Poland's Reluctant New Premier


TADEUSZ MAZOWIECKI was surprised to have been named as Poland's first noncommunist postwar prime minister. The soft-spoken Roman Catholic journalist and lawyer long argued in favor of restricting Solidarity to trade union issues. Even in this reform era of Mikhail Gorbachev, he didn't foresee a Solidarity-led government, much less his becoming prime minister.

``I don't see the possibility of a Christian ruler in Poland,'' he told the Monitor in an interview this spring. ``A lot is being said and discussed about that, but I think it is very, very far away.''

Mr. Mazowiecki must grapple with a worsening economic crisis while wresting control of the state bureaucracy from the tight grip of the Communist Party.

That grip may not be easy to break. Just one day after President Wojciech Jaruzelski asked Mazowiecki to form a government, the Polish Communist Party's Central Committee rebelled Sunday and demanded a bigger role in the new administration.

Solidarity leader Lech Walesa chose not to take the risk of diluting his political capital by becoming prime minister. Much better, he figured, to remain behind the scenes and wait for free presidential elections in six years' time.

The tall, taciturn Mazowiecki has none of Mr. Walesa's charisma. He was not chosen for his economic expertise or his managerial skills. His appointment instead reflects the influence of the Polish Catholic Church, along with a desire to preserve unity within Solidarity, balancing Christian democratic and social democratic wings.

A devout believer, Mazowiecki joined the progressive Catholic organization Pax in the 1940s, only to quit in 1955 when it became dominated by Stalinists. He eventually ended up editing the Catholic monthly Wiez, becoming its representative in parliament. In 1980, he traveled to Gdansk to present Walesa and his fellow shipyard workers with a letter of support from professors around the country.

``Thank you,'' Walesa said. ``But what we need are not petitions. What we need are experts, people like you, to talk to the government on our behalf. Please give us your help.''

Mazowiecki agreed. He ended up writing the text for the historic agreement ending the strike and giving birth to Solidarity. When martial law was declared in 1981, he was imprisoned for more than a year. After his release, he remained one of Walesa's closest advisers.

But in recent months, Mazowiecki faded to the background. He refused to run for parliament in June's elections, criticizing the selection procedure of candidates as undemocratic. Instead he concentrated on editing the Solidarity weekly Tygodnik Solidarnosc.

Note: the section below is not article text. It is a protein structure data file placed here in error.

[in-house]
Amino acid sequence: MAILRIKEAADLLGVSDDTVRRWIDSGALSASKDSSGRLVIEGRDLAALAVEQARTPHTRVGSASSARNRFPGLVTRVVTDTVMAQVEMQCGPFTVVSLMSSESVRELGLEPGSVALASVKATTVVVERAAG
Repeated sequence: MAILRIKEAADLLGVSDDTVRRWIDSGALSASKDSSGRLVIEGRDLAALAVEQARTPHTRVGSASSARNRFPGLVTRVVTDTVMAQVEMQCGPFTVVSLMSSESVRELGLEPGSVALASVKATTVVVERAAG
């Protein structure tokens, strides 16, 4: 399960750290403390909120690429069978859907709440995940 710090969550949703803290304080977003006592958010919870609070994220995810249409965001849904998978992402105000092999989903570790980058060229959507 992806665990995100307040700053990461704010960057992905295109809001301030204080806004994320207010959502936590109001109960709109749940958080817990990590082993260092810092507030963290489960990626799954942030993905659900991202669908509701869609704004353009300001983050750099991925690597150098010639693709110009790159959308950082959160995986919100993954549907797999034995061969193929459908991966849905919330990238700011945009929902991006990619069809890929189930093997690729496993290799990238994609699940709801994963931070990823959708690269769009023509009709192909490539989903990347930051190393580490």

Power within Solidarity shifted to its Social Democratic wing, led by former communists Bronislaw Geremek and Adam Michnik. Mr. Geremek headed the Solidarity election campaign and then became parliamentary leader. Mr. Michnik took over the Solidarity daily Gazeta, which soon overshadowed Mazowiecki's weekly.

``Tadeusz became almost invisible, by his own choice,'' said Kryzsztof Sliwinski, Gazeta's Managing editor. ``We pleaded with him to be a candidate. He refused. We pleaded with him to work with Gazeta. He preferred the weekly.''

When Gazeta's editor Michnik first broached the idea of Solidarity's taking over the government in July, Mazowiecki responded negatively. Solidarity should not risk it, he argued.

But ironically, while losing direct influence, Mazowiecki amassed a new type of power. Complaints were heard about Solidarity being taken over by a lay, left-wing cabal. The Roman Catholic hierarchy was worried. Many suspected Mazowiecki was playing a tactical game, hoping the left-wingers had miscalculated.

By naming Mazowiecki, and not Geremek as first expected, Walesa headed off this scenario and calmed Catholic fears. Communist President Jaruzelski must also have preferred Mazowiecki, who is more reserved and less well known in Poland and abroad than historian Geremek.

The decision to enter the government divided Solidarity. Pessimists suspect the Communists of laying a trap, forcing Solidarity to take blame for the Communists' sorry legacy: triple-digit inflation and falling living standards. They worry that the United Peasants' Party and the Democratic Party, the Communists' former satellites and Solidarity's present coalition partners, might prove treacherous. And finally, they fear that the Soviets, even under Mikhail Gorbachev, will squeeze Solidarity's governing options.

`WE must not form a government, because we won't have real power,'' Andrzej Machalski, a Solidarity senator recently argued.

Since Mazowiecki agreed with these complaints, why did he accept the office? Critics within Solidarity point to personal ambition.

They say he is temperamental, somewhat prickly, even a bit vain.

But these same critics admit that Mazowiecki is a fundamentally honest and loyal man. Deep down, they say, he did not want to see Walesa and Solidarity fail. Mazowiecki himself probably saw that Solidarity either had to accept the responsibility of power or let Poland drift without an effective government. If it waited to pick up the pieces, there might not be any pieces left to pick up.

When the Round-table talks began this spring, Mazowiecki originally thought that Solidarity could be relegalized only under strict restrictions. ``The Communists will never accept us if we try to become a broad social movement, an umbrella like in 1980,'' he said.

He was wrong. The Communists wanted a strong partner, so they permitted the relegalized Solidarity to become once again a broad-based social and political organization. Mazowiecki resisted this change.

But in the end he proved shrewd enough to realize that the only possible solution to Poland's present political crisis was what he not too long ago thought impossible: a Christian ruler.

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